Laser-induced breakdown spectroscopy (LIBS) of gas-borne particles

  • Type:Ba/Ma
  • Date:immediately
  • Supervisor:

    M.Sc. Fabian Hagen

  • Add on:

    Students of chemical engineering/process engineering (or equivalent) interested in experimental work and with a preference for innovative diagnostic tools. Knowledge of aerosol or particle technology, physical chemistry, and/or laser spectroscopy may help you get started but is not required.

  • Motivation:

    Laser-induced breakdown spectroscopy (LIBS) is a laser diagnostic method for determining the elemental composition of a sample ionized in plasma. Since the plasma is induced by a nanosecond laser pulse, non-intrusive and time-resolved detection of the target quantity becomes possible. In turn, this is essential for applications in reactive flows. As the plasma decays, each of the ionized elements emits a characteristic fingerprint in light spectrum, which can be recorded by a spectrometer. While precise diagnostics of elemental gas phase composition using LIBS is state of the art, elemental analysis of gas-borne aerosol particles is a challenge that has not yet been satisfactorily solved.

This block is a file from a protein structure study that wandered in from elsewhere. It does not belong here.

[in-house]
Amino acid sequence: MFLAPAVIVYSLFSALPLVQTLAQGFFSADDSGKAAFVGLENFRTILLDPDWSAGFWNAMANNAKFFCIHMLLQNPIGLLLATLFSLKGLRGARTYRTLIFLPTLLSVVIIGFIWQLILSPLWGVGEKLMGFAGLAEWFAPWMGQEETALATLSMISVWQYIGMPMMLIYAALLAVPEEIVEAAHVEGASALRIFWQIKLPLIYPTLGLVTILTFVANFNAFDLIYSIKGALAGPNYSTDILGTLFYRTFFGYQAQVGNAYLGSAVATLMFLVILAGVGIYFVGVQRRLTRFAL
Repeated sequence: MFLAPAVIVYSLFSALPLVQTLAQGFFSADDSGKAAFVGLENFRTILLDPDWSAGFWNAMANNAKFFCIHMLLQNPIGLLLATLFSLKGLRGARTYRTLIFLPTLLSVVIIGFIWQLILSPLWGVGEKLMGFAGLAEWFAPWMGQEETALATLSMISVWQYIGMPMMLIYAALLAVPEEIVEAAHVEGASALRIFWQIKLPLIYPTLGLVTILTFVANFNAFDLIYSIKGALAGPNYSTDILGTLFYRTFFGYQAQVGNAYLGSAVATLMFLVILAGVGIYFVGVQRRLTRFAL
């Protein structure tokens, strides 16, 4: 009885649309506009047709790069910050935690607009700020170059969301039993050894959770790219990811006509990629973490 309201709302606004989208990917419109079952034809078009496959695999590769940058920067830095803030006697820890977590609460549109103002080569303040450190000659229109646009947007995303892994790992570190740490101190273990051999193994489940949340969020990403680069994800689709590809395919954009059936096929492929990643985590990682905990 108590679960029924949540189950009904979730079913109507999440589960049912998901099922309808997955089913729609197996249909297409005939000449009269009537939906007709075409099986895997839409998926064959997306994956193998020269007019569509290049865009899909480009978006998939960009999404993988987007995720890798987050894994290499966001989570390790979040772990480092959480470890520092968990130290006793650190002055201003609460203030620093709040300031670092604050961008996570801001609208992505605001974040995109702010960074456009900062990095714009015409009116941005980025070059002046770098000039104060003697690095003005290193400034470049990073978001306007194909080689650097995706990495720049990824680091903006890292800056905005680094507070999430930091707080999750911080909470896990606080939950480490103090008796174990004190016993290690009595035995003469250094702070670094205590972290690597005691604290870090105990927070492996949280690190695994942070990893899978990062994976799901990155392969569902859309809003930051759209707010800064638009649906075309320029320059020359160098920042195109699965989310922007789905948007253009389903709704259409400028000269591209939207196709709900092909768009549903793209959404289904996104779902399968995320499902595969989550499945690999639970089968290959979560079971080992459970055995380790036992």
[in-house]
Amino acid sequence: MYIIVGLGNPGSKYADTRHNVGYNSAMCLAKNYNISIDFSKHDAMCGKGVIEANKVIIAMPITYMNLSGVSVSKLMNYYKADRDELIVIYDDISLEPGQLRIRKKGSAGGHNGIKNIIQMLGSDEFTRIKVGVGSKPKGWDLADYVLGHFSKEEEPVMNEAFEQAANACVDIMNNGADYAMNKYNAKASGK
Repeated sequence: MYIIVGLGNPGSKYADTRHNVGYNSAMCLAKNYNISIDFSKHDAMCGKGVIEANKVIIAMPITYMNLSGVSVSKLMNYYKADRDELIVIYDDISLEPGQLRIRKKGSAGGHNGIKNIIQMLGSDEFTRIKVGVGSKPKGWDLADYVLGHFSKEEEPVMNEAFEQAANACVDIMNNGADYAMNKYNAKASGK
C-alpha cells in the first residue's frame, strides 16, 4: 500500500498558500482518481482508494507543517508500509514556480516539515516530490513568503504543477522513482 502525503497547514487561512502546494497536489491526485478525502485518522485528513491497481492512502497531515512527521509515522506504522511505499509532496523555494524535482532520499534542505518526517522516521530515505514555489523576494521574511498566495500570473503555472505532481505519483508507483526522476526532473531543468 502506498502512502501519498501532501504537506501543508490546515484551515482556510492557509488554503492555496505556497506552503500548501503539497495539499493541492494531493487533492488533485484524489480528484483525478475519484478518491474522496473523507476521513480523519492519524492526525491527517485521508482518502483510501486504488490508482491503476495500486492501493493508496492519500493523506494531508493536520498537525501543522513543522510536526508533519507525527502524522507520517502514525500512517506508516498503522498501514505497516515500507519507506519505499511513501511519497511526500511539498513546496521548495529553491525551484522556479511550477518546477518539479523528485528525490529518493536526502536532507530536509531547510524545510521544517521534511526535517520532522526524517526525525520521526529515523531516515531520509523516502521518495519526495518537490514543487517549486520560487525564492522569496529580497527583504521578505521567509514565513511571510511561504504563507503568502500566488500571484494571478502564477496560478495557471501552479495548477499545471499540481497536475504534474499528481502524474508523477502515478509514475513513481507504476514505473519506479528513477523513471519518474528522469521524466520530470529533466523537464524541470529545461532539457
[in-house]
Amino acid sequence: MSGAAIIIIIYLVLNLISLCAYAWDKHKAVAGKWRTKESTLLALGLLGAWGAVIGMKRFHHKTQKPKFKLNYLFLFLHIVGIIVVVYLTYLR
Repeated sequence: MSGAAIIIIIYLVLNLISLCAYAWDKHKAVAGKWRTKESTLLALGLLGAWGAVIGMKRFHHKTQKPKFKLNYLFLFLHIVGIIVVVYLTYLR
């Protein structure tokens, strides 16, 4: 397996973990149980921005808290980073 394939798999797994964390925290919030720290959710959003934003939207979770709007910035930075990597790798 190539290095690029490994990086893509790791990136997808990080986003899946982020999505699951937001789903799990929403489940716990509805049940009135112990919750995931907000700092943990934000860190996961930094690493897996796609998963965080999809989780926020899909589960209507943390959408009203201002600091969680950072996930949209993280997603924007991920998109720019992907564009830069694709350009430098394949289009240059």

The thesis deals with laser-induced breakdown spectroscopy (LIBS) of gas-borne particles. The first task is to familiarize with the LIBS setup designed at the institute/ group and to quantitatively characterize gas phase compositions. Subsequently, the system is to be adapted in such a way that the detection of the elemental composition of gas-borne particles on the (sub-)micrometer scale becomes possible. The aerosols to be analyzed are of various nature, size and composition and can be selected by the student - depending on her/his preferences and interests.



    Prof. Dr.-Ing. Dimosthenis Trimis